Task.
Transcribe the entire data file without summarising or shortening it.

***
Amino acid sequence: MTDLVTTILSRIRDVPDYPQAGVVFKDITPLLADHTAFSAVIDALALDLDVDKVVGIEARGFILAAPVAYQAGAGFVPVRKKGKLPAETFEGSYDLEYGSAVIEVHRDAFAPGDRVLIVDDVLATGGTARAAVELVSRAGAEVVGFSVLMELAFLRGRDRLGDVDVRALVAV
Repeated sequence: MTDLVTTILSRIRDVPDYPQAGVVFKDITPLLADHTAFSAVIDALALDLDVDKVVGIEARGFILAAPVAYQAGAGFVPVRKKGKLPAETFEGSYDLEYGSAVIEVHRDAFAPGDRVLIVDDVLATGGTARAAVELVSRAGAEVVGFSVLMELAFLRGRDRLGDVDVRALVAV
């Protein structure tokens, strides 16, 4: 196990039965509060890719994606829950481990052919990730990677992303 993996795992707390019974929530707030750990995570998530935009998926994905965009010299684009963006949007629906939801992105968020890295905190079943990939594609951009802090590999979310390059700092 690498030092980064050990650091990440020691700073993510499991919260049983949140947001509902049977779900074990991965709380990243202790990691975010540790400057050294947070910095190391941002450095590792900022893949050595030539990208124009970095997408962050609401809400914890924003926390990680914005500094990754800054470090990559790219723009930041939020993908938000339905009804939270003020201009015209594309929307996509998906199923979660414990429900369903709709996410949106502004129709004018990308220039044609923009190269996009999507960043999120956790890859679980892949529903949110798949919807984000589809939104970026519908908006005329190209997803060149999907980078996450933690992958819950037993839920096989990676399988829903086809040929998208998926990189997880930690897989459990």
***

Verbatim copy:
Amino acid sequence: MTDLVTTILSRIRDVPDYPQAGVVFKDITPLLADHTAFSAVIDALALDLDVDKVVGIEARGFILAAPVAYQAGAGFVPVRKKGKLPAETFEGSYDLEYGSAVIEVHRDAFAPGDRVLIVDDVLATGGTARAAVELVSRAGAEVVGFSVLMELAFLRGRDRLGDVDVRALVAV
Repeated sequence: MTDLVTTILSRIRDVPDYPQAGVVFKDITPLLADHTAFSAVIDALALDLDVDKVVGIEARGFILAAPVAYQAGAGFVPVRKKGKLPAETFEGSYDLEYGSAVIEVHRDAFAPGDRVLIVDDVLATGGTARAAVELVSRAGAEVVGFSVLMELAFLRGRDRLGDVDVRALVAV
């Protein structure tokens, strides 16, 4: 196990039965509060890719994606829950481990052919990730990677992303 993996795992707390019974929530707030750990995570998530935009998926994905965009010299684009963006949007629906939801992105968020890295905190079943990939594609951009802090590999979310390059700092 690498030092980064050990650091990440020691700073993510499991919260049983949140947001509902049977779900074990991965709380990243202790990691975010540790400057050294947070910095190391941002450095590792900022893949050595030539990208124009970095997408962050609401809400914890924003926390990680914005500094990754800054470090990559790219723009930041939020993908938000339905009804939270003020201009015209594309929307996509998906199923979660414990429900369903709709996410949106502004129709004018990308220039044609923009190269996009999507960043999120956790890859679980892949529903949110798949919807984000589809939104970026519908908006005329190209997803060149999907980078996450933690992958819950037993839920096989990676399988829903086809040929998208998926990189997880930690897989459990």